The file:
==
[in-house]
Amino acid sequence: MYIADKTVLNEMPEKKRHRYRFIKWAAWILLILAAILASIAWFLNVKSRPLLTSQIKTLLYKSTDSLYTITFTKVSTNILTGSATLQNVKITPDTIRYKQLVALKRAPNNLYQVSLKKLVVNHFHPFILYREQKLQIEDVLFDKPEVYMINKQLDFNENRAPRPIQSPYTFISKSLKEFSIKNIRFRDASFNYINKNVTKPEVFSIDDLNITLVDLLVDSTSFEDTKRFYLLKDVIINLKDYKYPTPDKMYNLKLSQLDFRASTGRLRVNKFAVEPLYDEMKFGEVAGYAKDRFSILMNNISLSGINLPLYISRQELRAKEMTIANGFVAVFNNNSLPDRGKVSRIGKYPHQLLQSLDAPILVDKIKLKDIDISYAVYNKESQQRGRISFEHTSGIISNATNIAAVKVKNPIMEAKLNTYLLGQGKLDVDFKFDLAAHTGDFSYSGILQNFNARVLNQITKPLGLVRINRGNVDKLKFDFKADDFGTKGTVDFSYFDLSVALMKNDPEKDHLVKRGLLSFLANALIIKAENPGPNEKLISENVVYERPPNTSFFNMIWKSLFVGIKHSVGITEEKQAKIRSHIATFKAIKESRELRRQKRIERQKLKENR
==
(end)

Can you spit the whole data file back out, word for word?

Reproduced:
[in-house]
Amino acid sequence: MYIADKTVLNEMPEKKRHRYRFIKWAAWILLILAAILASIAWFLNVKSRPLLTSQIKTLLYKSTDSLYTITFTKVSTNILTGSATLQNVKITPDTIRYKQLVALKRAPNNLYQVSLKKLVVNHFHPFILYREQKLQIEDVLFDKPEVYMINKQLDFNENRAPRPIQSPYTFISKSLKEFSIKNIRFRDASFNYINKNVTKPEVFSIDDLNITLVDLLVDSTSFEDTKRFYLLKDVIINLKDYKYPTPDKMYNLKLSQLDFRASTGRLRVNKFAVEPLYDEMKFGEVAGYAKDRFSILMNNISLSGINLPLYISRQELRAKEMTIANGFVAVFNNNSLPDRGKVSRIGKYPHQLLQSLDAPILVDKIKLKDIDISYAVYNKESQQRGRISFEHTSGIISNATNIAAVKVKNPIMEAKLNTYLLGQGKLDVDFKFDLAAHTGDFSYSGILQNFNARVLNQITKPLGLVRINRGNVDKLKFDFKADDFGTKGTVDFSYFDLSVALMKNDPEKDHLVKRGLLSFLANALIIKAENPGPNEKLISENVVYERPPNTSFFNMIWKSLFVGIKHSVGITEEKQAKIRSHIATFKAIKESRELRRQKRIERQKLKENR